The House bill, sponsored by Rep. Jim Lucas, R-Seymour, doesn’t require public schools to open a spot on a team for a virtual charter student. But it would require schools to allow those students to try out for a team and be judged just like other enrolled students.
The bill’s opponents predict resentment over what they call “displacement.” At a House hearing, Rep. Kreg Battles, D-Vincennes, voted against the bill and warned of ill will if a virtual charter student bumps a traditional public school student from the team. Especially, he said, if that displaced student “attended every clinic and practice at his public school and then got cut for a child that is never even at the school.”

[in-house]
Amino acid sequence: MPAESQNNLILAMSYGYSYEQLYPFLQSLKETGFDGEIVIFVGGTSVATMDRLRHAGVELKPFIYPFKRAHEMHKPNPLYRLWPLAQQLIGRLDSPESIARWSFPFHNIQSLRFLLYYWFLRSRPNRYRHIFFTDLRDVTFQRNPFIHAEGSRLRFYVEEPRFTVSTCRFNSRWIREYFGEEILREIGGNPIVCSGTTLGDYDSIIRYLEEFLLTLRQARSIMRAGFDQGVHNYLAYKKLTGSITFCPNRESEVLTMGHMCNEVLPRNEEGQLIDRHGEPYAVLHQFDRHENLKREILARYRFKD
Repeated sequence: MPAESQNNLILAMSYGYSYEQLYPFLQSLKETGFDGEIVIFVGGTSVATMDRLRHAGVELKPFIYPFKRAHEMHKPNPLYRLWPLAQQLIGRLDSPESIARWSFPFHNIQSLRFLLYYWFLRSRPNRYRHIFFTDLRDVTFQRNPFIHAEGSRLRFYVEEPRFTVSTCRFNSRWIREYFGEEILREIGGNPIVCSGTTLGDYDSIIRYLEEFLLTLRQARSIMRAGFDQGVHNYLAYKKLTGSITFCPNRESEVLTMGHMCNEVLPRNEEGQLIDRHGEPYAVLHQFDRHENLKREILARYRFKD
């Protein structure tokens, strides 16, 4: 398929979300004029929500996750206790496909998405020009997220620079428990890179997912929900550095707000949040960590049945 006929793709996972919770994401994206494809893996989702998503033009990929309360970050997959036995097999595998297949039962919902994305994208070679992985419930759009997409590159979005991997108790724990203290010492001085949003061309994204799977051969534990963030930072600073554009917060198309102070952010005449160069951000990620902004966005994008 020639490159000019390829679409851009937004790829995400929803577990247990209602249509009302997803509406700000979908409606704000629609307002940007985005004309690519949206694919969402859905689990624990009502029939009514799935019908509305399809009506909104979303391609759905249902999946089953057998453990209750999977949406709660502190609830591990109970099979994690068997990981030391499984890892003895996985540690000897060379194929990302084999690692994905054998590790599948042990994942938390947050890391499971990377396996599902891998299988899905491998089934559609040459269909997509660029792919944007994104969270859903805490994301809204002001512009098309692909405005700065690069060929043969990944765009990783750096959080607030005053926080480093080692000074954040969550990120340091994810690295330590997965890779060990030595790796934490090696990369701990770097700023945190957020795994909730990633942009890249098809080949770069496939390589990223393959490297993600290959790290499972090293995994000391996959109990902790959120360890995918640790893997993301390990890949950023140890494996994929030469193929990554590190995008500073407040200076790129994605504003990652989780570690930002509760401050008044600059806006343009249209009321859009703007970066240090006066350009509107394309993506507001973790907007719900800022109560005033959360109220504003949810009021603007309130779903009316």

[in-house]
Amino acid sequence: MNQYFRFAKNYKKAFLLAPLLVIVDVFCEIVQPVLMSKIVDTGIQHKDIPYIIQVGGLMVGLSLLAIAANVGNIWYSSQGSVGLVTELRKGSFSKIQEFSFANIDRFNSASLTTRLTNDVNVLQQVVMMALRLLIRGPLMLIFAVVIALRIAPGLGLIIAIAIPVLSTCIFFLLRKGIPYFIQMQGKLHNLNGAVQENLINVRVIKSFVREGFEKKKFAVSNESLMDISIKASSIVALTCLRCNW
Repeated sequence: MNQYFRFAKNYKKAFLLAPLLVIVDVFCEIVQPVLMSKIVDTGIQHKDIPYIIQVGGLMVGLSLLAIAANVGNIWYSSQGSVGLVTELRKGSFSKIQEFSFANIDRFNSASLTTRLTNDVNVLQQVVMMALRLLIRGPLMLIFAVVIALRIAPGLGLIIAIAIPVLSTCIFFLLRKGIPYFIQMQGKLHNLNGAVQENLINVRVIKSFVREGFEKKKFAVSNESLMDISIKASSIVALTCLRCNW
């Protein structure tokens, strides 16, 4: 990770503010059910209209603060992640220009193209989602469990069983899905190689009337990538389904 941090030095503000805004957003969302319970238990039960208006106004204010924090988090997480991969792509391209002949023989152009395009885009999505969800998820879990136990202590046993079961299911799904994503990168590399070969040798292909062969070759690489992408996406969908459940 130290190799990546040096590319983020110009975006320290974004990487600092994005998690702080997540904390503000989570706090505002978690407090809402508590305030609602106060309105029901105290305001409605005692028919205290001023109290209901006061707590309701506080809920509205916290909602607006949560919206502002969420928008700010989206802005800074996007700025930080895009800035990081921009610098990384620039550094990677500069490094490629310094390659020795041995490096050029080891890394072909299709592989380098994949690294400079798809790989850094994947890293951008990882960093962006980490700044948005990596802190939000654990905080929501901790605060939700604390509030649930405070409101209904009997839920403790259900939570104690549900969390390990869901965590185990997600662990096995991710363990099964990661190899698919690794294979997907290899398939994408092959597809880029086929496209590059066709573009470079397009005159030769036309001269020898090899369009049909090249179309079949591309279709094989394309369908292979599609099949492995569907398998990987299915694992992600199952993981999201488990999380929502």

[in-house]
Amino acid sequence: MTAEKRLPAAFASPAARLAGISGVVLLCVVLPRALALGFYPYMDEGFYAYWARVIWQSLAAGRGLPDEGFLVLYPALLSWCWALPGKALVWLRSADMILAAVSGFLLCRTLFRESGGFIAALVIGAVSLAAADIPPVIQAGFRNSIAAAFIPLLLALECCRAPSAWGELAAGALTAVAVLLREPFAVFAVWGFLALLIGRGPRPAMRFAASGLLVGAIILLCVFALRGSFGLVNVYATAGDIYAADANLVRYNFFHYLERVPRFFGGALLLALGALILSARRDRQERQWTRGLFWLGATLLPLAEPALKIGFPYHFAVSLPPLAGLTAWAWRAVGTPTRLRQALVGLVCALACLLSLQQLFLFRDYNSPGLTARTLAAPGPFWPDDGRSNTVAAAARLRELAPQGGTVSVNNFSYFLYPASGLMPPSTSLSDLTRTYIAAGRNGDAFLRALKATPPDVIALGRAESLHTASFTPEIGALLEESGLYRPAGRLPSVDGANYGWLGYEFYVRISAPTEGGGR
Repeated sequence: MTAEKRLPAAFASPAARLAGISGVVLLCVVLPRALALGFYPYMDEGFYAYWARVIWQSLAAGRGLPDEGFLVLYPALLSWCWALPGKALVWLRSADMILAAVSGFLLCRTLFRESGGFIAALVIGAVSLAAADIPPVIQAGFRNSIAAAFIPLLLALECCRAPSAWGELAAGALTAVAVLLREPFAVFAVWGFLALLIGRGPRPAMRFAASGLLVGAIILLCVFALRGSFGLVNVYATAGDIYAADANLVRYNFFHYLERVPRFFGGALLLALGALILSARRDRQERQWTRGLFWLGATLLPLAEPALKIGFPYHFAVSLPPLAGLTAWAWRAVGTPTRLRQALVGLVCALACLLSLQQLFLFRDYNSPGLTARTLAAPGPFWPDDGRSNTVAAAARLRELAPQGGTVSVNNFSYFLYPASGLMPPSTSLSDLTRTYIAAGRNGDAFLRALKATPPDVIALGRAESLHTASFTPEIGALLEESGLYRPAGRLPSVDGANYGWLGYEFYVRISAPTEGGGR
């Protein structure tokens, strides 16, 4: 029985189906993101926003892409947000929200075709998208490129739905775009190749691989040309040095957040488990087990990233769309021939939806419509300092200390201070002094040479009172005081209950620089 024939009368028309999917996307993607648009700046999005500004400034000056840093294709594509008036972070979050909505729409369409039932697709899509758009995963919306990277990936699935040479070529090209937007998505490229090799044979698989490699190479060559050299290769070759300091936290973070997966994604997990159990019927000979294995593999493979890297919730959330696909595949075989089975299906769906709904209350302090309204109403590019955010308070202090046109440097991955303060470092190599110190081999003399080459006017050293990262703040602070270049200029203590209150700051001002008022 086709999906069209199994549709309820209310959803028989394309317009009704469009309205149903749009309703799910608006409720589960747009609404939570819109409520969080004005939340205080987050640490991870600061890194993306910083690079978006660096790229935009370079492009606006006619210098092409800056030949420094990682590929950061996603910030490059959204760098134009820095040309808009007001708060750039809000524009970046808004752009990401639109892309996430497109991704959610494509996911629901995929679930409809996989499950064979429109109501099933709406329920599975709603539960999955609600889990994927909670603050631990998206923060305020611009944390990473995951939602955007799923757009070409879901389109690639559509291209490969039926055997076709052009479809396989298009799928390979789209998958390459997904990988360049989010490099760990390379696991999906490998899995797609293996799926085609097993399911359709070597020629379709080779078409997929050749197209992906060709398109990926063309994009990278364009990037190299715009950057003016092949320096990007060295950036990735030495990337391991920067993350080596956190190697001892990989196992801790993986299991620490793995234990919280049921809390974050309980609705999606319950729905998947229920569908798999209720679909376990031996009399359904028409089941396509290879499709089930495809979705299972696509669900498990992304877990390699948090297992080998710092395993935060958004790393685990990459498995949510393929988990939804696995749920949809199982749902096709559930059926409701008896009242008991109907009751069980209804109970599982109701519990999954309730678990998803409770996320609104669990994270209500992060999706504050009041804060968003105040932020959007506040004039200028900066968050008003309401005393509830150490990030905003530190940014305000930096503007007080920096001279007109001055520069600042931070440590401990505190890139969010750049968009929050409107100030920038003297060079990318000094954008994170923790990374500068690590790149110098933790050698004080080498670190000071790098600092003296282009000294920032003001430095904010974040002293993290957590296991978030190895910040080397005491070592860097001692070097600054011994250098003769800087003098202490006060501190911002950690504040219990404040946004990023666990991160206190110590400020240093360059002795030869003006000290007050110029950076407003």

“For every winner, there’s a loser,” Battles said.
But Rep. Rhonda Rhoads, R-Corydon, who supports the bill, said schools could use the situation to their advantage. “As I see it, there could be one child, one student, that helps bring the team forward so much that they become a sell-out,” she said. “People come to the basketball game, to the football game, because the team is winning and there is a lot of revenue that comes in.”
The House bill initially failed to win the needed constitutional majority of 51 votes when it was passed 47-45 on its first vote in January. It won just enough support when it was brought back last week to move to the Senate.
Maureen Hayden covers the Statehouse for the CNHI newspapers in Indiana. She can be reached at email@example.com. Follow her on Twitter @MaureenHayden